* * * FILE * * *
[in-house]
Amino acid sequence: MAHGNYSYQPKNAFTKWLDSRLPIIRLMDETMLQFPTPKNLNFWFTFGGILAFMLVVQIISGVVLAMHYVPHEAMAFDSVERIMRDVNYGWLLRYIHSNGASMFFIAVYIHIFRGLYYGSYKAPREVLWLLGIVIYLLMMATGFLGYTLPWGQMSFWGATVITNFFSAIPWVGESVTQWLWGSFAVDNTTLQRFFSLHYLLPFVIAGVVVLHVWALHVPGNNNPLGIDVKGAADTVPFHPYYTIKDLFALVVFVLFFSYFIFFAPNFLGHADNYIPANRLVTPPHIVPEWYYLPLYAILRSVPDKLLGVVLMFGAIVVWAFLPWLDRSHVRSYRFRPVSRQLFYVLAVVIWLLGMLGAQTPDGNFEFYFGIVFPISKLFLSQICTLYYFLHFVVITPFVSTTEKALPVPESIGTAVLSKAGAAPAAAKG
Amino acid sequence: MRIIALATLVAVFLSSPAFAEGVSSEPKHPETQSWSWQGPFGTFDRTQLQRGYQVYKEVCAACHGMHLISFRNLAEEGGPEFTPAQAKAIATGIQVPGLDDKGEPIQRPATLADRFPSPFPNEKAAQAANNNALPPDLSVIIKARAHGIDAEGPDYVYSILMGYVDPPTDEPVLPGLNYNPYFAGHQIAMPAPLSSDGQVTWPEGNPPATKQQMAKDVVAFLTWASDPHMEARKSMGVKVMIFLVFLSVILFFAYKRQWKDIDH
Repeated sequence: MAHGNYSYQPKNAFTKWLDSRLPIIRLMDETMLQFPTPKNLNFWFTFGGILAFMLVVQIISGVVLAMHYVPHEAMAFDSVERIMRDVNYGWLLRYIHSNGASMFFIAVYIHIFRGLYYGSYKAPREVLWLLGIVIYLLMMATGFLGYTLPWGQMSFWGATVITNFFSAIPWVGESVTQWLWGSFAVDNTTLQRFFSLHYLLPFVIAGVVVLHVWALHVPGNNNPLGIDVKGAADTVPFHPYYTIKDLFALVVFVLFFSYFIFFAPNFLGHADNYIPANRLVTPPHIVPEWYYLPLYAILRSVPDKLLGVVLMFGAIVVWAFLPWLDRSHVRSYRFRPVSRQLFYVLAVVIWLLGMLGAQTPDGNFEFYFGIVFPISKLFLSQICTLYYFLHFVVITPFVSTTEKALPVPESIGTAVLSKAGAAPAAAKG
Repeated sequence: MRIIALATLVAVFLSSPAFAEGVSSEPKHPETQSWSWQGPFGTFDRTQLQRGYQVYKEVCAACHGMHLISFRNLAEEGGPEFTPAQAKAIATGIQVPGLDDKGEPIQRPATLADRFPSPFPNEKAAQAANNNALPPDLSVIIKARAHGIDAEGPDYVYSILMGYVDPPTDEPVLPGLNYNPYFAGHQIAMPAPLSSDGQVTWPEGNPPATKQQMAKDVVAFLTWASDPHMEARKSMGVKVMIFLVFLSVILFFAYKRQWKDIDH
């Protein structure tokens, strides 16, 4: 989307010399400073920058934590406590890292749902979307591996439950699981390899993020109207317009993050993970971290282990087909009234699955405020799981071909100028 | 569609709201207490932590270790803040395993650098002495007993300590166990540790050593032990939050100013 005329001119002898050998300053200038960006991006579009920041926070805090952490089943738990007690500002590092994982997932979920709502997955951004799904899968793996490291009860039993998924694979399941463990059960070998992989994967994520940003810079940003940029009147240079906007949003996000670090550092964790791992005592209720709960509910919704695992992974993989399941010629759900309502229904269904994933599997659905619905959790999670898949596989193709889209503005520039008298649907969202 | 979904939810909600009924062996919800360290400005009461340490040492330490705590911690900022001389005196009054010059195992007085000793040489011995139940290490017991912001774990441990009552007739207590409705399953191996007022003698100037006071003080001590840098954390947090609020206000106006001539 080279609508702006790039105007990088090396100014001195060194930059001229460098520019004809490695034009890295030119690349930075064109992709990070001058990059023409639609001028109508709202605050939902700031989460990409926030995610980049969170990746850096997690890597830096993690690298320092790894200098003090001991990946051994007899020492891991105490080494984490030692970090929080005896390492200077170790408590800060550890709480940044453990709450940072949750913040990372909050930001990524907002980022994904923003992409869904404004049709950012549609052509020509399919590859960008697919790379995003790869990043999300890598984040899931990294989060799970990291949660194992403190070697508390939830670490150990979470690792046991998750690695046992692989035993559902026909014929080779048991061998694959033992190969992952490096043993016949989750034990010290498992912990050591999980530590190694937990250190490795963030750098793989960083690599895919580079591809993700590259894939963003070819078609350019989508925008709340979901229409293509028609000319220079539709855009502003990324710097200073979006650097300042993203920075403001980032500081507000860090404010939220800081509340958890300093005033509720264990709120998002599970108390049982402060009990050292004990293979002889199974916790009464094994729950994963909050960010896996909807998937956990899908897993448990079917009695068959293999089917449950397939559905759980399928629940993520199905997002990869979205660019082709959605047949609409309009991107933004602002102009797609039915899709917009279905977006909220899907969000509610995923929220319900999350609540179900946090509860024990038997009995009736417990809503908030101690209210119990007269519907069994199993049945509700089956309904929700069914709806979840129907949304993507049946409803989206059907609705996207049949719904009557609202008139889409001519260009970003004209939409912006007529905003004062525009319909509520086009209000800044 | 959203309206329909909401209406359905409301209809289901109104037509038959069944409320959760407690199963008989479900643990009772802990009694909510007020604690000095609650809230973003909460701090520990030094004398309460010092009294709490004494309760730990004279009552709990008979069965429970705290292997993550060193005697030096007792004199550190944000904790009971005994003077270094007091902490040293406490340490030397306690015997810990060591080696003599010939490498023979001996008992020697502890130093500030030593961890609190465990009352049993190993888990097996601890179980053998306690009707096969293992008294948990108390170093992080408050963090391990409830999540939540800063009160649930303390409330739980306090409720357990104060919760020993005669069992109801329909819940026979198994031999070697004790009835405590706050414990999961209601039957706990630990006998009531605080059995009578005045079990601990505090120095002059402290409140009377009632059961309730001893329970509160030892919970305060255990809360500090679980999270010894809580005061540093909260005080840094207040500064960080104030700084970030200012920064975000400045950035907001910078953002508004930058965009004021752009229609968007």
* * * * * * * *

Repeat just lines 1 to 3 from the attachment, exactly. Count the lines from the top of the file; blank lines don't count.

[in-house]
Amino acid sequence: MAHGNYSYQPKNAFTKWLDSRLPIIRLMDETMLQFPTPKNLNFWFTFGGILAFMLVVQIISGVVLAMHYVPHEAMAFDSVERIMRDVNYGWLLRYIHSNGASMFFIAVYIHIFRGLYYGSYKAPREVLWLLGIVIYLLMMATGFLGYTLPWGQMSFWGATVITNFFSAIPWVGESVTQWLWGSFAVDNTTLQRFFSLHYLLPFVIAGVVVLHVWALHVPGNNNPLGIDVKGAADTVPFHPYYTIKDLFALVVFVLFFSYFIFFAPNFLGHADNYIPANRLVTPPHIVPEWYYLPLYAILRSVPDKLLGVVLMFGAIVVWAFLPWLDRSHVRSYRFRPVSRQLFYVLAVVIWLLGMLGAQTPDGNFEFYFGIVFPISKLFLSQICTLYYFLHFVVITPFVSTTEKALPVPESIGTAVLSKAGAAPAAAKG
Amino acid sequence: MRIIALATLVAVFLSSPAFAEGVSSEPKHPETQSWSWQGPFGTFDRTQLQRGYQVYKEVCAACHGMHLISFRNLAEEGGPEFTPAQAKAIATGIQVPGLDDKGEPIQRPATLADRFPSPFPNEKAAQAANNNALPPDLSVIIKARAHGIDAEGPDYVYSILMGYVDPPTDEPVLPGLNYNPYFAGHQIAMPAPLSSDGQVTWPEGNPPATKQQMAKDVVAFLTWASDPHMEARKSMGVKVMIFLVFLSVILFFAYKRQWKDIDH